Israeli political parties logos 2013 election
Israeli political parties logos 2013 election INN staff

One of the last polls that will be released before next week's Knesset elections has Naftali Bennett's Bayit Yehudi party edging out Labor for the title of second largest Knesset faction. The poll, by the Geocartigraphia organization, shows Bayit Yehudi garnering 17.5 seats in next Tuesday's elections. That is the highest number polled for the party so far this election season, said Professor Avi Degani, head of the organization and a veteran Israeli pollster, and could reflect the decisions being made by the heretofore undecided voters.

Although the poll breaks down the numbers to assign percentages of the vote, translating that percentage into the number of seats each party gets, the proportional number of votes on Election Day will determine the fate of “extra” votes that do not amount to a full Knesset seat. The extra votes are transferred to other parties based on predetermined agreements, in order to enable the one closer to the total number needed to garner enough votes for another seat. The Bayit Yehudit has such an agreement with Likud/Yisrael Beiteinu, so ironically, in light of the Likud campaign targeting the party, Likud voters could end up giving Bayit Yehudi an additional mandate.

Meanwhile, the Geocartigraphia poll was far less kind to Likud and Labor. The join Likud/Yisrael Beteinu list polls at only 32 seats, a significant loss from the recent 34 to 35 the party had been polling at. Labor shows a loss of support also, with 16 mandates expected, according to the poll.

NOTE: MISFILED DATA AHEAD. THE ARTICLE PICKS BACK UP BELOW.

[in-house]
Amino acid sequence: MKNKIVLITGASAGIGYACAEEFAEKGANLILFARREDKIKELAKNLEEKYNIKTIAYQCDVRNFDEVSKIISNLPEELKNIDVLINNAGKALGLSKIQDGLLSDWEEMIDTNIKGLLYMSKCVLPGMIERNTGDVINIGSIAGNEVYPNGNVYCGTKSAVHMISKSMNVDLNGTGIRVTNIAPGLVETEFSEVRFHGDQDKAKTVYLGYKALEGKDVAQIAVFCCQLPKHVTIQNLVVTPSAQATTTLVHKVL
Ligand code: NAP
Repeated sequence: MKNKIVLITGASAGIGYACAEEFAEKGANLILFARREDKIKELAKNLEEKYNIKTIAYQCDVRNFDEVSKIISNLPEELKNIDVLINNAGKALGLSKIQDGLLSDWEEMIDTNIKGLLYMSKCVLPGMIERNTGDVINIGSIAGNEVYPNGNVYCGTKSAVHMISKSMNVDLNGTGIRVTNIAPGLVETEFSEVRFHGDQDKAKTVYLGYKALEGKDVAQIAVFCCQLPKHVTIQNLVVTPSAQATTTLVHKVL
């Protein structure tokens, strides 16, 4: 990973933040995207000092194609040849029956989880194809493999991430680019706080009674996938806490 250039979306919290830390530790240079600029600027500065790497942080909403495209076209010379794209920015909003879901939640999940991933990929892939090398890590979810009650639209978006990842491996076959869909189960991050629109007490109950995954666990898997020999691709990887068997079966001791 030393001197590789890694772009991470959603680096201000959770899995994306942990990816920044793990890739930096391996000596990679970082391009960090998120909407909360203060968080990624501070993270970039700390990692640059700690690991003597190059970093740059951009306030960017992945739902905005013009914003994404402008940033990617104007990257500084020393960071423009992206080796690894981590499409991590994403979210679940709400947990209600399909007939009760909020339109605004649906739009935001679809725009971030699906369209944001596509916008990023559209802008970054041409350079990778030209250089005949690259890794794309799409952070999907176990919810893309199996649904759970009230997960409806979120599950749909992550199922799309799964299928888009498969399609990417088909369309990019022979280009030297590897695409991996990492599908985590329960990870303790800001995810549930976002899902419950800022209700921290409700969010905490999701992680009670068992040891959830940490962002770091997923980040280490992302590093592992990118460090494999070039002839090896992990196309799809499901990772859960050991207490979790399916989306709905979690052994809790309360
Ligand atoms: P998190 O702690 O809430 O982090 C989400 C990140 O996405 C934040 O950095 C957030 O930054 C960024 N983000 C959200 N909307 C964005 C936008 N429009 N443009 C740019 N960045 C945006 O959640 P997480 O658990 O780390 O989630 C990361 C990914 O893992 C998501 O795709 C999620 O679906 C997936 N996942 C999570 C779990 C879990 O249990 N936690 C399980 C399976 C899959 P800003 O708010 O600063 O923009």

Following Labor for fourth largest faction are both Yesh Atid and Shas. According to Degani, the Yair Lapid-led party would receive 10.5 Knesset seats, while the Sephardic Hareidi party would get 10. Meretz, UTJ, and Hatnua are polling at six seats each. Arab parties Ra'am-Ta'al and Balad would get 8 between them, while Hadash, the Israeli Communist party, would get 4. Otzma Yisrael and Kadima would each get two seats, the poll said.

A poll published in Ma'ariv Thursday showed the Likud/Yisrael Beiteinu joint list likely to get 37 seats. Support for Bayit Yehudi remains stable, and is set to receive 14 seats. Shas has strengthened since the last polls as well, and is back up to 12 seats. United Torah Judaism is polling at 6 seats, while Otzma Leyisrael is slated to get 2 seats. Taken together, Prime Minister Binyamin Netanyahu could easily form a government of as many as 72 seats with the right and and right of center parties. The poll was conducted by the Ma'agar Hamohot polling organization.

A poll on Israel Radio's Reshet Bet on Thursday, also by Ma'agar Mohot, showed nearly identical results, with the right losing one seat to the left center coalition for a total of 71 seats.

The final polls of the political season will be printed in Friday's newspapers, after which, according to Israeli election laws, polls can no longer be published.

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